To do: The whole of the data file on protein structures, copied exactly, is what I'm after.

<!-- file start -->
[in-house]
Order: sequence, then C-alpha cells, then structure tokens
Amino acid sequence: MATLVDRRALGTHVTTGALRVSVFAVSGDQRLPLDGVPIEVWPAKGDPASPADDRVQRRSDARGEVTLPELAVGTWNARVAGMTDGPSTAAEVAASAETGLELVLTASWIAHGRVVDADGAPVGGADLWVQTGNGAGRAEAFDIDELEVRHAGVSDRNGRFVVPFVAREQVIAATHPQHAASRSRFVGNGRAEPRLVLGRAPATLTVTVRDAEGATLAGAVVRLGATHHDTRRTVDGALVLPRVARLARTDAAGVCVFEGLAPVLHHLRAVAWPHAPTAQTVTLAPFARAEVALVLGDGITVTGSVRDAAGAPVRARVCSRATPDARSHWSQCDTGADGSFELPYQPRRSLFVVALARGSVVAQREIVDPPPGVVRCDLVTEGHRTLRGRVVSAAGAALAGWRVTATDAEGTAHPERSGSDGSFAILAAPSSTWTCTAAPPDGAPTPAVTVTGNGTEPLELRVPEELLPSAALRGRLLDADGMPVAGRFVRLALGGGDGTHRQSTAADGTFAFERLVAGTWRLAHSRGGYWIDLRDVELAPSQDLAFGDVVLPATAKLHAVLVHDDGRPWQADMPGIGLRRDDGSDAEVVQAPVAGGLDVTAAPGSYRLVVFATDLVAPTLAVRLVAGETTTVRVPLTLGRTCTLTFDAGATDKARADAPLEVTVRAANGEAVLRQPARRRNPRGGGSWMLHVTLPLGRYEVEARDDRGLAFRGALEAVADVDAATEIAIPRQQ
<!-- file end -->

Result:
[in-house]
Order: sequence, then C-alpha cells, then structure tokens
Amino acid sequence: MATLVDRRALGTHVTTGALRVSVFAVSGDQRLPLDGVPIEVWPAKGDPASPADDRVQRRSDARGEVTLPELAVGTWNARVAGMTDGPSTAAEVAASAETGLELVLTASWIAHGRVVDADGAPVGGADLWVQTGNGAGRAEAFDIDELEVRHAGVSDRNGRFVVPFVAREQVIAATHPQHAASRSRFVGNGRAEPRLVLGRAPATLTVTVRDAEGATLAGAVVRLGATHHDTRRTVDGALVLPRVARLARTDAAGVCVFEGLAPVLHHLRAVAWPHAPTAQTVTLAPFARAEVALVLGDGITVTGSVRDAAGAPVRARVCSRATPDARSHWSQCDTGADGSFELPYQPRRSLFVVALARGSVVAQREIVDPPPGVVRCDLVTEGHRTLRGRVVSAAGAALAGWRVTATDAEGTAHPERSGSDGSFAILAAPSSTWTCTAAPPDGAPTPAVTVTGNGTEPLELRVPEELLPSAALRGRLLDADGMPVAGRFVRLALGGGDGTHRQSTAADGTFAFERLVAGTWRLAHSRGGYWIDLRDVELAPSQDLAFGDVVLPATAKLHAVLVHDDGRPWQADMPGIGLRRDDGSDAEVVQAPVAGGLDVTAAPGSYRLVVFATDLVAPTLAVRLVAGETTTVRVPLTLGRTCTLTFDAGATDKARADAPLEVTVRAANGEAVLRQPARRRNPRGGGSWMLHVTLPLGRYEVEARDDRGLAFRGALEAVADVDAATEIAIPRQQ